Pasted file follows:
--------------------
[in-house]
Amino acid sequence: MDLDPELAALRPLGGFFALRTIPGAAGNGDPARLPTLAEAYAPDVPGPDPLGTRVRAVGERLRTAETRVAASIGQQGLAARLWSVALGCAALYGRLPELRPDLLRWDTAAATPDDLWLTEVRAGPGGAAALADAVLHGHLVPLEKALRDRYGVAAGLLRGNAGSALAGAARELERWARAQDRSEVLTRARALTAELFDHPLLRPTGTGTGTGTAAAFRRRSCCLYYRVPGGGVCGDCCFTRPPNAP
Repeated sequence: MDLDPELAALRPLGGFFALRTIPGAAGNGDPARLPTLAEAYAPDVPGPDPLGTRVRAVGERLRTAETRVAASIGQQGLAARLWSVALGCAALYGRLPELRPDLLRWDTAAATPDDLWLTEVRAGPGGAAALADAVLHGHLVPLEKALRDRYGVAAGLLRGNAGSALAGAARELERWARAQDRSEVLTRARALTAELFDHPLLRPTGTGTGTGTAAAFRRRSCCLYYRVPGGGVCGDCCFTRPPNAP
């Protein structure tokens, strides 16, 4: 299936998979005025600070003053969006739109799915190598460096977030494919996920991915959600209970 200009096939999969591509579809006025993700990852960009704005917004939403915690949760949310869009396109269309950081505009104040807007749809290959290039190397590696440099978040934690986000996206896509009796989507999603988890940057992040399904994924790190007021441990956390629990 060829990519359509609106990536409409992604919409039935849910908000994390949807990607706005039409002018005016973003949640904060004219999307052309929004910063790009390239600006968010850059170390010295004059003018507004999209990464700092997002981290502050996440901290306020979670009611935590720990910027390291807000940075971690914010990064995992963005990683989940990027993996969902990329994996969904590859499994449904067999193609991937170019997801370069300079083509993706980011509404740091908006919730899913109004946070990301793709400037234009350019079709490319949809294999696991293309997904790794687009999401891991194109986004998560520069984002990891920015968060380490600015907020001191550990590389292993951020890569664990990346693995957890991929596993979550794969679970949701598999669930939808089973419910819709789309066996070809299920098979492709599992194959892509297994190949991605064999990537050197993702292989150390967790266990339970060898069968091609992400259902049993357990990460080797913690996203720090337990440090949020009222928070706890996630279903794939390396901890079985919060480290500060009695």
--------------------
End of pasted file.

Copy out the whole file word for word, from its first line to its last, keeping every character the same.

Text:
[in-house]
Amino acid sequence: MDLDPELAALRPLGGFFALRTIPGAAGNGDPARLPTLAEAYAPDVPGPDPLGTRVRAVGERLRTAETRVAASIGQQGLAARLWSVALGCAALYGRLPELRPDLLRWDTAAATPDDLWLTEVRAGPGGAAALADAVLHGHLVPLEKALRDRYGVAAGLLRGNAGSALAGAARELERWARAQDRSEVLTRARALTAELFDHPLLRPTGTGTGTGTAAAFRRRSCCLYYRVPGGGVCGDCCFTRPPNAP
Repeated sequence: MDLDPELAALRPLGGFFALRTIPGAAGNGDPARLPTLAEAYAPDVPGPDPLGTRVRAVGERLRTAETRVAASIGQQGLAARLWSVALGCAALYGRLPELRPDLLRWDTAAATPDDLWLTEVRAGPGGAAALADAVLHGHLVPLEKALRDRYGVAAGLLRGNAGSALAGAARELERWARAQDRSEVLTRARALTAELFDHPLLRPTGTGTGTGTAAAFRRRSCCLYYRVPGGGVCGDCCFTRPPNAP
């Protein structure tokens, strides 16, 4: 299936998979005025600070003053969006739109799915190598460096977030494919996920991915959600209970 200009096939999969591509579809006025993700990852960009704005917004939403915690949760949310869009396109269309950081505009104040807007749809290959290039190397590696440099978040934690986000996206896509009796989507999603988890940057992040399904994924790190007021441990956390629990 060829990519359509609106990536409409992604919409039935849910908000994390949807990607706005039409002018005016973003949640904060004219999307052309929004910063790009390239600006968010850059170390010295004059003018507004999209990464700092997002981290502050996440901290306020979670009611935590720990910027390291807000940075971690914010990064995992963005990683989940990027993996969902990329994996969904590859499994449904067999193609991937170019997801370069300079083509993706980011509404740091908006919730899913109004946070990301793709400037234009350019079709490319949809294999696991293309997904790794687009999401891991194109986004998560520069984002990891920015968060380490600015907020001191550990590389292993951020890569664990990346693995957890991929596993979550794969679970949701598999669930939808089973419910819709789309066996070809299920098979492709599992194959892509297994190949991605064999990537050197993702292989150390967790266990339970060898069968091609992400259902049993357990990460080797913690996203720090337990440090949020009222928070706890996630279903794939390396901890079985919060480290500060009695």